3. Patients should not get medications of this class from other doctors unless it is clearly communicated to us and the other doctor that this has been done.

  4. Patients should not use illegal drugs while taking these medications.

  5. We will not refill these medications early for any reason (even medications lost or stolen are not refilled early).

  6. Refill of these medications will only occur after a person has filled out and submitted the “Controlled Medication Refill Request” form, online or on paper.

  7. All Category 2 drugs require patients to pick up the handwritten prescription in person. All of these prescriptions can only be written as “Do Not Refill.” We will only give these prescriptions to patients during regular office hours.

  8. Category 3 and 4 medications can be called in, but refills will only be called in during regular office hours.

  9. Should suspicion arise about the following of these rules, we reserve the right to do drug testing to see:

    1. If the drug is being taken as described

    2. If other drugs are being taken (including illegal) without our knowledge.

  10. We also will, should suspicion arise, check the state controlled drug registry, which records all filled prescriptions of these medications by patients.

Our goal is to maximize the length and quality of life of the lives of our patients. These rules are in place so that we can accomplish that without putting ourselves or our patients at risk. While we don’t want to withhold treatment that will help our patients, patients must understand that these medications cause significant harm to many in our society, and so should only be taken with great caution.

Urine Drug Testing Policy

Applies to all patients taking controlled drugs on a regular basis,

Additionally, we will require regular urine drug testing. The testing will be done as follows:

  1. Urine drug testing will look for two abnormalities:

    1. Drugs not on patient list show up in the urine test (including illegal drugs).

    2. Drugs on the patient list do not show up in the urine.

  2. Patients at “low risk” will be required to get testing done every 6 months.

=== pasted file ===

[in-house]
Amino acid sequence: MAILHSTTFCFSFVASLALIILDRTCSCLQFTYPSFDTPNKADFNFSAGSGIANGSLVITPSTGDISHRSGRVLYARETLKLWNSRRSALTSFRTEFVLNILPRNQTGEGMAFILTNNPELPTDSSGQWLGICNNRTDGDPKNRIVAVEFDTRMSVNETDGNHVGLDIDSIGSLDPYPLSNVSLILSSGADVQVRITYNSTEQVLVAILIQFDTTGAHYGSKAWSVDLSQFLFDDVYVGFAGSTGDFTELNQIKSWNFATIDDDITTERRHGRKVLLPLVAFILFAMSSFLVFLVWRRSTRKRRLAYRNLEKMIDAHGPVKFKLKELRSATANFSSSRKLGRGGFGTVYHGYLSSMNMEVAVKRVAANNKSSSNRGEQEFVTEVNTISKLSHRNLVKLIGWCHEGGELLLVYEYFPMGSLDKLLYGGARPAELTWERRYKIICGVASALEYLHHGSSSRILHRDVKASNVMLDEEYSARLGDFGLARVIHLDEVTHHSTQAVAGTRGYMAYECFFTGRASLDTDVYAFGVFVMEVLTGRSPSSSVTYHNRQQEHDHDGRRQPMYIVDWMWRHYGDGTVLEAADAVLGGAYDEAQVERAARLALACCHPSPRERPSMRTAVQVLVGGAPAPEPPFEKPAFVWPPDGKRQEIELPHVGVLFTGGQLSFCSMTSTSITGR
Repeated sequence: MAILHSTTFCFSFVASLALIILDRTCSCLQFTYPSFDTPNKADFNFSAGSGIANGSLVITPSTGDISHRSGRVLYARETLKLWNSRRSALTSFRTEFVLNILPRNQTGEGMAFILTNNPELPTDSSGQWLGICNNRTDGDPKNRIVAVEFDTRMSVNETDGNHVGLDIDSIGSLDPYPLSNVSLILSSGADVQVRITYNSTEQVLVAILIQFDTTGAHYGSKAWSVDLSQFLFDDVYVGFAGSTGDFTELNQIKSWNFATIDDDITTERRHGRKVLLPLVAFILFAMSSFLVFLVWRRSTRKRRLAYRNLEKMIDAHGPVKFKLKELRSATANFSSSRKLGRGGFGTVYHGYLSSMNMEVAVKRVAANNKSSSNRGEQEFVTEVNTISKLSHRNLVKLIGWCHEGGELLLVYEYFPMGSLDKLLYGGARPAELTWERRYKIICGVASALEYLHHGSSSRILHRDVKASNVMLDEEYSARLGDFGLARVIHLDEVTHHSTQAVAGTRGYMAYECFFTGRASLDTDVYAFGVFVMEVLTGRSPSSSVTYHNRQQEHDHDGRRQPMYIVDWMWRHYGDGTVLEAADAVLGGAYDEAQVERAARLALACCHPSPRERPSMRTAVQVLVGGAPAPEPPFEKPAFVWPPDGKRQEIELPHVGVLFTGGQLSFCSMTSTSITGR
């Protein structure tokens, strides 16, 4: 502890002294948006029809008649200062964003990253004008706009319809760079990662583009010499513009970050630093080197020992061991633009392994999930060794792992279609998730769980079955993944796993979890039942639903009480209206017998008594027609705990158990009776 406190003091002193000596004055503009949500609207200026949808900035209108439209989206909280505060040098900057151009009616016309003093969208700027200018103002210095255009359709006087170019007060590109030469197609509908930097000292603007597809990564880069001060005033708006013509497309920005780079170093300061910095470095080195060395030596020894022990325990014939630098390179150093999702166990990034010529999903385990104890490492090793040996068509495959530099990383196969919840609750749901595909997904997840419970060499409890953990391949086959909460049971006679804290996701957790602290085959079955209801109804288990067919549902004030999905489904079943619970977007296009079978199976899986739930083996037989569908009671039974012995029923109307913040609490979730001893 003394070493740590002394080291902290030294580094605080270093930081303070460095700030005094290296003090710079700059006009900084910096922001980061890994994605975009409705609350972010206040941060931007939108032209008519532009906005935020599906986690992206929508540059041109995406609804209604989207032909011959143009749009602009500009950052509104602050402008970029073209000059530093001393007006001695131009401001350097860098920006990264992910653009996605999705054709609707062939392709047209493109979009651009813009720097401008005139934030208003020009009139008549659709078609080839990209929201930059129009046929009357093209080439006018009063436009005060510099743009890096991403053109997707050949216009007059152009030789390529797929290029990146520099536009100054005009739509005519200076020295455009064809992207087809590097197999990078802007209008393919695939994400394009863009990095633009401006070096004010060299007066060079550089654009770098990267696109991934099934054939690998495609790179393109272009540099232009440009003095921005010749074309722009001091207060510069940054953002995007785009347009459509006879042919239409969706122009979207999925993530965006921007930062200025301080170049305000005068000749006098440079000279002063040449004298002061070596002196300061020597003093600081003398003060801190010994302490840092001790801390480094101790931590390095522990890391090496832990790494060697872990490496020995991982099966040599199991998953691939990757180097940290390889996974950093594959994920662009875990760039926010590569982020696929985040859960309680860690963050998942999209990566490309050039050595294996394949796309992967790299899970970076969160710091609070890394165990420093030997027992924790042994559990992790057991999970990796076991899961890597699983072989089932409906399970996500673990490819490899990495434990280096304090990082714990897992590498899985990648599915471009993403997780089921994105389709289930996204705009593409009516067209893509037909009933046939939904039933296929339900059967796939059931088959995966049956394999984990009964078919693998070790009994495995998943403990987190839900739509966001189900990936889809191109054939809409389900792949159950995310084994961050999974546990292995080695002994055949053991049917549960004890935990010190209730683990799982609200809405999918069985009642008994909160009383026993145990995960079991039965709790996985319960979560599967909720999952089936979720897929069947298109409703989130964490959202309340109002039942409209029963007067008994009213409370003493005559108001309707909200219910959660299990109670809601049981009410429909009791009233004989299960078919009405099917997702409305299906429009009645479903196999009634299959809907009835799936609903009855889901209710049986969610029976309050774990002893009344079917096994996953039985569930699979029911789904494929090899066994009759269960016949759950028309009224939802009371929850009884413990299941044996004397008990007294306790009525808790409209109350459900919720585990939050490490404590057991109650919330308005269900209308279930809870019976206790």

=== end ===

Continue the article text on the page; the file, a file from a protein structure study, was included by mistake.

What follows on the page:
“Low risk” patients are those who:

    1. Have been with the practice more than a year without significant incident.

    2. Have never had abnormal urine drug screening.

  3. Patients who are “high risk” will be required to get tested every 3 months.

  4. Children on stimulant medications will be tested once during the school year.

  5. New patients will be tested prior to getting their first prescriptions.

  6. The in-office urine test costs $10 (which must be paid prior to getting prescription filled).

  7. A positive in-office test requires a confirmation test be sent to the laboratory. 
    There are two ways to pay for this test:

    1. Pay $60 up-front (the cash price for the test).

    2. Apply to insurance and accept billing from the lab (insurance is billed $137)

  8. Patients with unexplained abnormal tests will (at our discretion) either be:

    1. Required to undergo random urine testing over the next year

    2. Dismissed from the practice.

    3. Kept in the practice, but not prescribed any more controlled drugs.

Why are we drug testing?

The main reason we are doing this is to comply with state requirements for the prescription of these medications. We don’t want to get in trouble with the state. The second reason is to assure us that our patients are using the medications safely and responsibly.  

How will this work?

We will notify our patients when the test is due. They must get tested prior to that medication being refilled. If patients don’t get tested, they don’t get their refill.

Important advice

  • Don’t wait until last minute before getting refills if testing is due.

  • Be honest. If you’ve not taken your medication, or if you’ve used an illegal drug, TELL US.

  • Understand that we will do our best to be reasonable with this policy.